Malawi: Joyce Banda Asks Africa Women Leaders to Press Malawi On Police Rape

Former president Joyce Banda (file photo).
28 October 2019

Former president Joyce Banda, who governed Malawi between 2012 and 2014, has informed the African Worman Leaders Network (AWNL), about the allegations of rape by police officers during ongoing post-election violence asking the body to ramp up pressure that allegations should be thoroughly investigated and perpetrators punished.

The NGO Gender Coordination Network (NGO-GCN) documented accounts from women and girls who said they had been sexually assaulted by police officers around Nzundwe. Mpingu and M'bwatalika areas in Lilongwe.

Banda said Malawi women and girls are facing serious challenges and one them is sexual exploitation.

She reported to the network which is a board member that women's rights group NGO-Gender Coordinating Network recorded evidence from several victims including three girls who said police raped them in their homes.

Banda said allowing the police to investigate its own officers is wrong.

"We get surprised that the police - who are alleged culprits - are the ones investigating this serious matter. A subject who has been suspected of having been involved in certain criminal elements cannot investigate himself," said Banda, who is married to former chief justice Richard Banda.

Banda said on Sunday at Kamilaza congregation of Church of Central Agrica Presbyterian of the Livingstonua Synod that the African body has since instituted its investigations on the alleged police sexual exploitation.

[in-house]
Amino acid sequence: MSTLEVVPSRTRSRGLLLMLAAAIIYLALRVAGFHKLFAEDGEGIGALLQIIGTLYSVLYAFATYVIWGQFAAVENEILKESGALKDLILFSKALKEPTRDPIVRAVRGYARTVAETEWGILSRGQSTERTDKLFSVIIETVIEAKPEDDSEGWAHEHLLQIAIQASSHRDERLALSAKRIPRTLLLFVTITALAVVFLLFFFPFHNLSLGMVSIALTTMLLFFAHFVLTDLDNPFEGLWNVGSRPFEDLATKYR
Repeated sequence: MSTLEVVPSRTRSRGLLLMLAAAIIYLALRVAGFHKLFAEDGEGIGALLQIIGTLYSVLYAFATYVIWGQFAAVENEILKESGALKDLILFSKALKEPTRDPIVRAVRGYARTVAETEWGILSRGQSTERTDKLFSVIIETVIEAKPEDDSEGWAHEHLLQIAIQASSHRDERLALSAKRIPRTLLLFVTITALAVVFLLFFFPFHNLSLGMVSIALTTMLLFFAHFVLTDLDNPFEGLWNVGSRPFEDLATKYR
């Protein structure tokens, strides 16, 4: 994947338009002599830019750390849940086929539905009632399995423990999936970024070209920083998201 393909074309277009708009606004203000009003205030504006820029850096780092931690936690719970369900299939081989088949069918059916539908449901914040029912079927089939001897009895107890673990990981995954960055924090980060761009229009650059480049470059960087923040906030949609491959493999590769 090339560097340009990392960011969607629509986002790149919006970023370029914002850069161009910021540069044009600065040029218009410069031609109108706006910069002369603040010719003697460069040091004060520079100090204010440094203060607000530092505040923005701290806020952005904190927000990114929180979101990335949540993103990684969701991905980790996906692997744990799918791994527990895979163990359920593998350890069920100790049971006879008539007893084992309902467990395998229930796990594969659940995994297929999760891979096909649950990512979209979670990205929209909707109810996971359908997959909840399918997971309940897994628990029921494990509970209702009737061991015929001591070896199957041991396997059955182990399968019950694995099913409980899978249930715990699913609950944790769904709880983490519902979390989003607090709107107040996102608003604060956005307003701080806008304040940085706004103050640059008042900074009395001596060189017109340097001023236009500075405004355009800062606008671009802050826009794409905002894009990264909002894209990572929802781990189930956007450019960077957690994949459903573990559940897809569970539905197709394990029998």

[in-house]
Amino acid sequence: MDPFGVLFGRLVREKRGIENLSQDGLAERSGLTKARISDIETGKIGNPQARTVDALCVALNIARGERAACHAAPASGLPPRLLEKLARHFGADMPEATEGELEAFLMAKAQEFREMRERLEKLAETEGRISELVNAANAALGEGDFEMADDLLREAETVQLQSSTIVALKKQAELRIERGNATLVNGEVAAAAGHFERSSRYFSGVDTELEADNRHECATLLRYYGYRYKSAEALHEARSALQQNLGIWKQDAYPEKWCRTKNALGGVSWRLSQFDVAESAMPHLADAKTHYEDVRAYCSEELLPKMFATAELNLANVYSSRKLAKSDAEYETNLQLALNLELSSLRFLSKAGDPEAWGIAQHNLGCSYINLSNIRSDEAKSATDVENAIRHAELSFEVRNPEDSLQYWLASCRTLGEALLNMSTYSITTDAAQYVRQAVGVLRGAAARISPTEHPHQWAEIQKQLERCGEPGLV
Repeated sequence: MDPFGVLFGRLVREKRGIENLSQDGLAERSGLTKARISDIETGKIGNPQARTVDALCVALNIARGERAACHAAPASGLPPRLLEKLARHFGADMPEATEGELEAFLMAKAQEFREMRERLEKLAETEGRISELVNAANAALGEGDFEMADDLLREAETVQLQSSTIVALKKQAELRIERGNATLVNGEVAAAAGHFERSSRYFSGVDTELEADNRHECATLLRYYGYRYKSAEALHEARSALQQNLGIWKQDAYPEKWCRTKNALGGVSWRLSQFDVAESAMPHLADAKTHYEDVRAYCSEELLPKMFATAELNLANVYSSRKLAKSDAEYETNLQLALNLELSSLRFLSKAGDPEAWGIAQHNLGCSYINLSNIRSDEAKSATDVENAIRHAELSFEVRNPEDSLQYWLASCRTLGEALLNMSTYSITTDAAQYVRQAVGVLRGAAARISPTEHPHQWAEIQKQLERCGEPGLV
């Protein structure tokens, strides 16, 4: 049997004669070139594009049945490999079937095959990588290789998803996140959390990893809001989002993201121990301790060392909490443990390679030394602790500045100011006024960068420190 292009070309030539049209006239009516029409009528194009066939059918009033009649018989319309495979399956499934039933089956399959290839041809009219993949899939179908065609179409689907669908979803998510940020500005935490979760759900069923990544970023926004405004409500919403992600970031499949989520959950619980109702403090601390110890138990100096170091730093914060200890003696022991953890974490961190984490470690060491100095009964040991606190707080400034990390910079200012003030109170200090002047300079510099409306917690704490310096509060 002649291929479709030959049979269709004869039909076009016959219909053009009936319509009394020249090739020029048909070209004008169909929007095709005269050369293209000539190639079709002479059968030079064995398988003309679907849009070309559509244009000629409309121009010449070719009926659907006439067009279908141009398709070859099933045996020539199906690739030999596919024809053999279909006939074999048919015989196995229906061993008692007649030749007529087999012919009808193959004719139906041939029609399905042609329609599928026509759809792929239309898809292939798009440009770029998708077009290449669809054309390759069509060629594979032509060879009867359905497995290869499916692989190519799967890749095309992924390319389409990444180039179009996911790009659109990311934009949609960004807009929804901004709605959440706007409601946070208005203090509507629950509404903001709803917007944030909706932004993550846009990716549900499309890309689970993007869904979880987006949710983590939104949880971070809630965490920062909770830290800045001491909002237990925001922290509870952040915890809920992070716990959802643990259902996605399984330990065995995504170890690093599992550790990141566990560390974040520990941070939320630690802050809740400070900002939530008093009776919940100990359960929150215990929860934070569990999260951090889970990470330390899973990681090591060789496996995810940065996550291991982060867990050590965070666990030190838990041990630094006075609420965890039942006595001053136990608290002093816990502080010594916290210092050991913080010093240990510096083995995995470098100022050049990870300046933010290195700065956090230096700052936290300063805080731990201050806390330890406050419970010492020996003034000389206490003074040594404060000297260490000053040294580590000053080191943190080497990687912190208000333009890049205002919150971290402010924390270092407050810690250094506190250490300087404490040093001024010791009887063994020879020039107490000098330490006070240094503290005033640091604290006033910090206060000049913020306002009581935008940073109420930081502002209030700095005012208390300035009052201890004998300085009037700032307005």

"We are also doing our own investigations and once we get the facts, we will seek justice," Banda said.

She said the network will pursue the matter to its logical conclusion and is ready to take it to International Criminal Court, Inernational Court of Justice and Africa Court of Justice.

Earlier this month demonstrators set up roadblocks in the capital, which led to the deployment of the police. In the pandemonium that followed, a police officer was killed. Security officers stormed the area the following day, spraying teargas and attacking the public.

Emma Kaliya, a women's rights campaigner, described the conduct by the law enforcers as the "worst kind of gender-based violence".

Sandra Paesen, the EU ambassador to Malawi, also said: "We want an investigation [and] we don't want any violence against women in this country or any other country."

Last Wednesday, the British high commissioner to Malawi, Holly Tett, described the allegations as "disturbing" and said: "The UK believes that the best way to restore the police and public trust is through a thorough investigation."

Malawi has been facing a wave of violent protests since President Peter Mutharika secured a second term in May, which opposition leaders are now challenging in court, seeking a nullification of the presidential election.

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